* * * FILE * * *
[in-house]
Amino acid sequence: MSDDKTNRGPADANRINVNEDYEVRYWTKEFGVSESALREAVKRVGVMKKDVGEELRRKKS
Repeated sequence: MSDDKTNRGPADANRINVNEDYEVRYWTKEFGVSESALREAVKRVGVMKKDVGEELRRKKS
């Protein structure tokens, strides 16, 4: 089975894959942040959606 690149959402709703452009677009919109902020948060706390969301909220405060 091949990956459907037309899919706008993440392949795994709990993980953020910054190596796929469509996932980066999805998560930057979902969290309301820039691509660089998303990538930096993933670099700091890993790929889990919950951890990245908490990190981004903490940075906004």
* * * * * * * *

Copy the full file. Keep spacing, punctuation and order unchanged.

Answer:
[in-house]
Amino acid sequence: MSDDKTNRGPADANRINVNEDYEVRYWTKEFGVSESALREAVKRVGVMKKDVGEELRRKKS
Repeated sequence: MSDDKTNRGPADANRINVNEDYEVRYWTKEFGVSESALREAVKRVGVMKKDVGEELRRKKS
């Protein structure tokens, strides 16, 4: 089975894959942040959606 690149959402709703452009677009919109902020948060706390969301909220405060 091949990956459907037309899919706008993440392949795994709990993980953020910054190596796929469509996932980066999805998560930057979902969290309301820039691509660089998303990538930096993933670099700091890993790929889990919950951890990245908490990190981004903490940075906004």